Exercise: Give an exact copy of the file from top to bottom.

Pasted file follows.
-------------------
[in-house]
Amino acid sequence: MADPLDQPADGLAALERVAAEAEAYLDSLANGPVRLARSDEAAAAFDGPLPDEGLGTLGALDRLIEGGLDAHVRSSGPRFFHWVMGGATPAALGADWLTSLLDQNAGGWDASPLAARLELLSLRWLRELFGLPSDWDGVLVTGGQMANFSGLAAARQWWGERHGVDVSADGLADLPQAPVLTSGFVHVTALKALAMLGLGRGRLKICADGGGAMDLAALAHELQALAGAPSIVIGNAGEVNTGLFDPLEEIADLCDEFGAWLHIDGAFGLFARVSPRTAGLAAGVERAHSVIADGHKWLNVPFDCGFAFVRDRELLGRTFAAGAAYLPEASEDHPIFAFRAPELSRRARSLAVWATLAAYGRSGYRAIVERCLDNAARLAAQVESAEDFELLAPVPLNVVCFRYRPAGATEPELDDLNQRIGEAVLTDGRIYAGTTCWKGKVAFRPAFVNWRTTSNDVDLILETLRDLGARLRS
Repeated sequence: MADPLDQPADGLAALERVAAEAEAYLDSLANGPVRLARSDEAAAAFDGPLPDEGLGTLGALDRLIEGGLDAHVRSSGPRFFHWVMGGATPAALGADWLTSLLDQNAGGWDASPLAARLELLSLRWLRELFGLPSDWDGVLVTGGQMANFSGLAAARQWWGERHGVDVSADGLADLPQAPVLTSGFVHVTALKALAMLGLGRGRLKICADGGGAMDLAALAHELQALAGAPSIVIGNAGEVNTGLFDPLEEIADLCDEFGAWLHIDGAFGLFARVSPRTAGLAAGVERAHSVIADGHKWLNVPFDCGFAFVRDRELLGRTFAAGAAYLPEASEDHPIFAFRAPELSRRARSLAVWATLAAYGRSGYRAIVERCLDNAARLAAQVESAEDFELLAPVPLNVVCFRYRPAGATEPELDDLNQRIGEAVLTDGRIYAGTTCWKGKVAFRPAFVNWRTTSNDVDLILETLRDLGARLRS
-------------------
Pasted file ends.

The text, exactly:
[in-house]
Amino acid sequence: MADPLDQPADGLAALERVAAEAEAYLDSLANGPVRLARSDEAAAAFDGPLPDEGLGTLGALDRLIEGGLDAHVRSSGPRFFHWVMGGATPAALGADWLTSLLDQNAGGWDASPLAARLELLSLRWLRELFGLPSDWDGVLVTGGQMANFSGLAAARQWWGERHGVDVSADGLADLPQAPVLTSGFVHVTALKALAMLGLGRGRLKICADGGGAMDLAALAHELQALAGAPSIVIGNAGEVNTGLFDPLEEIADLCDEFGAWLHIDGAFGLFARVSPRTAGLAAGVERAHSVIADGHKWLNVPFDCGFAFVRDRELLGRTFAAGAAYLPEASEDHPIFAFRAPELSRRARSLAVWATLAAYGRSGYRAIVERCLDNAARLAAQVESAEDFELLAPVPLNVVCFRYRPAGATEPELDDLNQRIGEAVLTDGRIYAGTTCWKGKVAFRPAFVNWRTTSNDVDLILETLRDLGARLRS
Repeated sequence: MADPLDQPADGLAALERVAAEAEAYLDSLANGPVRLARSDEAAAAFDGPLPDEGLGTLGALDRLIEGGLDAHVRSSGPRFFHWVMGGATPAALGADWLTSLLDQNAGGWDASPLAARLELLSLRWLRELFGLPSDWDGVLVTGGQMANFSGLAAARQWWGERHGVDVSADGLADLPQAPVLTSGFVHVTALKALAMLGLGRGRLKICADGGGAMDLAALAHELQALAGAPSIVIGNAGEVNTGLFDPLEEIADLCDEFGAWLHIDGAFGLFARVSPRTAGLAAGVERAHSVIADGHKWLNVPFDCGFAFVRDRELLGRTFAAGAAYLPEASEDHPIFAFRAPELSRRARSLAVWATLAAYGRSGYRAIVERCLDNAARLAAQVESAEDFELLAPVPLNVVCFRYRPAGATEPELDDLNQRIGEAVLTDGRIYAGTTCWKGKVAFRPAFVNWRTTSNDVDLILETLRDLGARLRS